Free #1221 Air Cleaner With AVS or Performer Carb Purchase Shop Edelbrock

Understanding Cam Profile Terms


Ramps are the parts of a camshaft lobe that actually initiate the lifting and descending movement of the lifter are called "ramps". Ramps include the lash ramp, the opening ramp, and the closing ramp. Camshaft lobe ramps are ground to have different rates of lifter movement in terms of velocity and degrees of duration, as measured in degrees of crankshaft rotation.

The "lash ramp" of a camshaft lobe is a mid-point location between the opening ramp and closing ramp.

Cam Lobe Symmetry

The "opening ramp" of a camshaft lobe is the point where the lifter just begins to lift until the point that it reaches the nose of the lobe.

The "closing ramp" is the point of the camshaft lobe from the nose back down to the lash ramp.


The "nose" of a camshaft lobe is the top or the highest maximum lift point for the valve. It is where valves are kept open for as long as possible before making the transition to the closing ramp.


The "base circle", also known as the "heel", is the lowest point of the camshaft lobe and is the place where the valve is in the closed position. The "base circle" is the point where all valve lash settings are made.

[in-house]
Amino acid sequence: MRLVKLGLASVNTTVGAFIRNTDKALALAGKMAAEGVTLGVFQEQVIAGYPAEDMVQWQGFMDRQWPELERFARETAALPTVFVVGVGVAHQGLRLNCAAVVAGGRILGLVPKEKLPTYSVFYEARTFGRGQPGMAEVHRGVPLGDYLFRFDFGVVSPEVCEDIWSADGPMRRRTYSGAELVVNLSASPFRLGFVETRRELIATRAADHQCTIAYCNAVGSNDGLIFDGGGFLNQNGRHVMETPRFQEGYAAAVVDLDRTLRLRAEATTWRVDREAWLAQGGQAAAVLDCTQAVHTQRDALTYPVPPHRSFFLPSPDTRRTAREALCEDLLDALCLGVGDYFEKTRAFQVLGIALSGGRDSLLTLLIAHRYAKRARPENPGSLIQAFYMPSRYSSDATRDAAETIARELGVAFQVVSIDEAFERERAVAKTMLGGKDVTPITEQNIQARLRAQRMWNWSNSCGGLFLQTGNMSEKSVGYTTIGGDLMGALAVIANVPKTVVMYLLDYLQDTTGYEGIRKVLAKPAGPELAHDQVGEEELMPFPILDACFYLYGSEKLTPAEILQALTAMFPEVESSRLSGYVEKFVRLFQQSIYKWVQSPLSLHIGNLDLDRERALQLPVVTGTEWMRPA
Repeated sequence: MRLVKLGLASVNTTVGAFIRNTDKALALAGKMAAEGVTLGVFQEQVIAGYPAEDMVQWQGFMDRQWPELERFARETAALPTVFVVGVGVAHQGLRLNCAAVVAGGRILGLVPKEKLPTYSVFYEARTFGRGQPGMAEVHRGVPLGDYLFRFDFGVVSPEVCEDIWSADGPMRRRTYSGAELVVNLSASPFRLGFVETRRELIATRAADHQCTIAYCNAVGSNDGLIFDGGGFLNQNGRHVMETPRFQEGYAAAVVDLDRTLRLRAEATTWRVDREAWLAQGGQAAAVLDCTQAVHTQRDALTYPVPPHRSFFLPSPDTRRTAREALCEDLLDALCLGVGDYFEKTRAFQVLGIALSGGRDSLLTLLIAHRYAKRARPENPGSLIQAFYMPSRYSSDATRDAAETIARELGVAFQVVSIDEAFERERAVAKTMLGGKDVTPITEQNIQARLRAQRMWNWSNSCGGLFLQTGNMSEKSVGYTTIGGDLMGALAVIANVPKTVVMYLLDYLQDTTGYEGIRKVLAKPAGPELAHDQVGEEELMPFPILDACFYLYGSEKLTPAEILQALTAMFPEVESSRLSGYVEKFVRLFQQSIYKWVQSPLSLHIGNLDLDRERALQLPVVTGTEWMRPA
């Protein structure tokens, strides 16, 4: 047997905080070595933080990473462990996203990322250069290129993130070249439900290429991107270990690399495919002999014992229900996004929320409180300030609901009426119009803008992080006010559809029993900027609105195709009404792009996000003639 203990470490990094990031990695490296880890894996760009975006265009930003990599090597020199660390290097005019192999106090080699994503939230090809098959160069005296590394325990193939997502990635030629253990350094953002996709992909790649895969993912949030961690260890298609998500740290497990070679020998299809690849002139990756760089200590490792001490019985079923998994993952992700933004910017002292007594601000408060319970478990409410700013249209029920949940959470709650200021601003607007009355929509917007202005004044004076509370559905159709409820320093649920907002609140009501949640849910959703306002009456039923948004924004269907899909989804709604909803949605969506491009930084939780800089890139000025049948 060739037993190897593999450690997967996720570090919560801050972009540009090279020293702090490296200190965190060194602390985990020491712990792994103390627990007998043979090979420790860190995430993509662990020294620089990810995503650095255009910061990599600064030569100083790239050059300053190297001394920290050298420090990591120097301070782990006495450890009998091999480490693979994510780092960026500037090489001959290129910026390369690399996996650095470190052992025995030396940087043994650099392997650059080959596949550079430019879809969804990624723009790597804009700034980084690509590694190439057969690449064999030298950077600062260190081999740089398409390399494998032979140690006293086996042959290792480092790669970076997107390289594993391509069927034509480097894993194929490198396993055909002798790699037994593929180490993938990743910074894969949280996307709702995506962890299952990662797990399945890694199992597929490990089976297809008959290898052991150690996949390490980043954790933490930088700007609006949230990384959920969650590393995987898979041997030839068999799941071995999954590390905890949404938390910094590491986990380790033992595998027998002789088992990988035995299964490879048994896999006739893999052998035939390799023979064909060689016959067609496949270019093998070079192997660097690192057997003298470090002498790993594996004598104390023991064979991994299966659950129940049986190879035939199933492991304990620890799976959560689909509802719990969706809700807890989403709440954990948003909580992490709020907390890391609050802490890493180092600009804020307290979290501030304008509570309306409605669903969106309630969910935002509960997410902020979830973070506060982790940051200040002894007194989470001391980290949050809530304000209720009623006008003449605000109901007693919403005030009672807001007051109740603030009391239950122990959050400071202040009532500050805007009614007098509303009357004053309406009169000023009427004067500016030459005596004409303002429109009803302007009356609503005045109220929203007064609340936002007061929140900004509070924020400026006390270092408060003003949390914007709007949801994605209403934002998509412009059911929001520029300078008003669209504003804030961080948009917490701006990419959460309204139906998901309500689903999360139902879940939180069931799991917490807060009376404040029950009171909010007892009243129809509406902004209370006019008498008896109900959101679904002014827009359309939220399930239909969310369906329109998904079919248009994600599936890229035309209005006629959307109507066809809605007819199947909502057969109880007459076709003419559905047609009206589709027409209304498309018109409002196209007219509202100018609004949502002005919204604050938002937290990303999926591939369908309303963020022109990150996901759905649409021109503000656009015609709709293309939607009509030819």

Symmetrical is a term that refers to the "profiles" of the opening and closing ramps of a camshaft lobe. All "early technology" camshafts were ground on a symmetrical design, meaning both sides are exactly the same. That is to say the profile of the closing ramp is a "mirror image" of the opening ramp


Asymmetrical refers to a camshaft lobe profile where the opening and closing ramps are not exactly the same. The reason some camshafts are this way is to try to achieve an opening ramp profile that has a high velocity and a closing ramp profile that has a slower velocity. In this way the valve can be set down more "gently" than the rate at which it was first opened.

Cam Lobe Symmetry


A Dual Pattern camshaft has an intake lobe profile design that differs from that of the exhaust lobe profile design. For example, camshaft "A" has intake lobes of 260 degrees duration while the exhaust lobes are 270 degrees duration. Camshaft "B", has intake and exhaust lobes that are both at 260 degrees. Camshaft "A" is referred to as a dual pattern, while camshaft "B" is referred to as a single pattern.

With the advent of emissions laws and the widespread use of computer systems, more modern single and dual profile pattern designs have been developed. A dual pattern camshaft is ground to "bias" the duration of either the intake or exhaust lobe. For example, if an engine is restricted on the exhaust side, compared to the intake side, the camshaft designer would try to compensate by grinding in more lift and/or duration on the exhaust lobe.